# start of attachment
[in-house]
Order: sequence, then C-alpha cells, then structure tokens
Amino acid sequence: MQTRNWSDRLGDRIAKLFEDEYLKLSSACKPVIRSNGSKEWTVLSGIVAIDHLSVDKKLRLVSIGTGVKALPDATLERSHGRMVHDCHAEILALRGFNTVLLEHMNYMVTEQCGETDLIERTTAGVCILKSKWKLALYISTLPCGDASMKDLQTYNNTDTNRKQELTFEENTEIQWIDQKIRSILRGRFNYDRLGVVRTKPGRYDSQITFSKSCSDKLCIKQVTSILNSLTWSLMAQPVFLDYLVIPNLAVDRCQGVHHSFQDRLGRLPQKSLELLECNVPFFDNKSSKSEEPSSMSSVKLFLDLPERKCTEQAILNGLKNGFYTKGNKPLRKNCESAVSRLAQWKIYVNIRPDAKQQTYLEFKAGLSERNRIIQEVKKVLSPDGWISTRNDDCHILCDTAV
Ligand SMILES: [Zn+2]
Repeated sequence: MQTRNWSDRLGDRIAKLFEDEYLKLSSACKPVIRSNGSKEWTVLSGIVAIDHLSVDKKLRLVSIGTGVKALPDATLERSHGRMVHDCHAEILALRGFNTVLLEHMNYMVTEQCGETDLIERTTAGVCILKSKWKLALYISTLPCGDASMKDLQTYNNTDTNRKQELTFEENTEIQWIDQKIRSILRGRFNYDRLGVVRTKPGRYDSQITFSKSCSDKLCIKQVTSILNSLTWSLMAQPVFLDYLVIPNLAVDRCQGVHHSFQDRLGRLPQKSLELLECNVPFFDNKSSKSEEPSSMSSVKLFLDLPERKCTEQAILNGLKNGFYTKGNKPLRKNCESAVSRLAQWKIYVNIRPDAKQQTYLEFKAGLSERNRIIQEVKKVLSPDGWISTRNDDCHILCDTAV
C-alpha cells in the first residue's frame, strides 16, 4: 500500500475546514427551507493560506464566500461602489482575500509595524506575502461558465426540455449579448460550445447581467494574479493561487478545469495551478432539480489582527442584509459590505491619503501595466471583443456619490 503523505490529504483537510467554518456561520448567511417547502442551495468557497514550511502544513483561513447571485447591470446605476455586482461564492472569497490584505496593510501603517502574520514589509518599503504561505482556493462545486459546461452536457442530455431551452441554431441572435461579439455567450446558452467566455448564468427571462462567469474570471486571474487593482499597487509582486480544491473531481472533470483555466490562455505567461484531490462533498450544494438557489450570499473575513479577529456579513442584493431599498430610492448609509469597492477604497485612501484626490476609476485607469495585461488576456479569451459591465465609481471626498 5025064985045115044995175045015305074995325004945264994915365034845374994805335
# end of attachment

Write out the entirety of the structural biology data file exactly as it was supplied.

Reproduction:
[in-house]
Order: sequence, then C-alpha cells, then structure tokens
Amino acid sequence: MQTRNWSDRLGDRIAKLFEDEYLKLSSACKPVIRSNGSKEWTVLSGIVAIDHLSVDKKLRLVSIGTGVKALPDATLERSHGRMVHDCHAEILALRGFNTVLLEHMNYMVTEQCGETDLIERTTAGVCILKSKWKLALYISTLPCGDASMKDLQTYNNTDTNRKQELTFEENTEIQWIDQKIRSILRGRFNYDRLGVVRTKPGRYDSQITFSKSCSDKLCIKQVTSILNSLTWSLMAQPVFLDYLVIPNLAVDRCQGVHHSFQDRLGRLPQKSLELLECNVPFFDNKSSKSEEPSSMSSVKLFLDLPERKCTEQAILNGLKNGFYTKGNKPLRKNCESAVSRLAQWKIYVNIRPDAKQQTYLEFKAGLSERNRIIQEVKKVLSPDGWISTRNDDCHILCDTAV
Ligand SMILES: [Zn+2]
Repeated sequence: MQTRNWSDRLGDRIAKLFEDEYLKLSSACKPVIRSNGSKEWTVLSGIVAIDHLSVDKKLRLVSIGTGVKALPDATLERSHGRMVHDCHAEILALRGFNTVLLEHMNYMVTEQCGETDLIERTTAGVCILKSKWKLALYISTLPCGDASMKDLQTYNNTDTNRKQELTFEENTEIQWIDQKIRSILRGRFNYDRLGVVRTKPGRYDSQITFSKSCSDKLCIKQVTSILNSLTWSLMAQPVFLDYLVIPNLAVDRCQGVHHSFQDRLGRLPQKSLELLECNVPFFDNKSSKSEEPSSMSSVKLFLDLPERKCTEQAILNGLKNGFYTKGNKPLRKNCESAVSRLAQWKIYVNIRPDAKQQTYLEFKAGLSERNRIIQEVKKVLSPDGWISTRNDDCHILCDTAV
C-alpha cells in the first residue's frame, strides 16, 4: 500500500475546514427551507493560506464566500461602489482575500509595524506575502461558465426540455449579448460550445447581467494574479493561487478545469495551478432539480489582527442584509459590505491619503501595466471583443456619490 503523505490529504483537510467554518456561520448567511417547502442551495468557497514550511502544513483561513447571485447591470446605476455586482461564492472569497490584505496593510501603517502574520514589509518599503504561505482556493462545486459546461452536457442530455431551452441554431441572435461579439455567450446558452467566455448564468427571462462567469474570471486571474487593482499597487509582486480544491473531481472533470483555466490562455505567461484531490462533498450544494438557489450570499473575513479577529456579513442584493431599498430610492448609509469597492477604497485612501484626490476609476485607469495585461488576456479569451459591465465609481471626498 5025064985045115044995175045015305074995325004945264994915365034845374994805335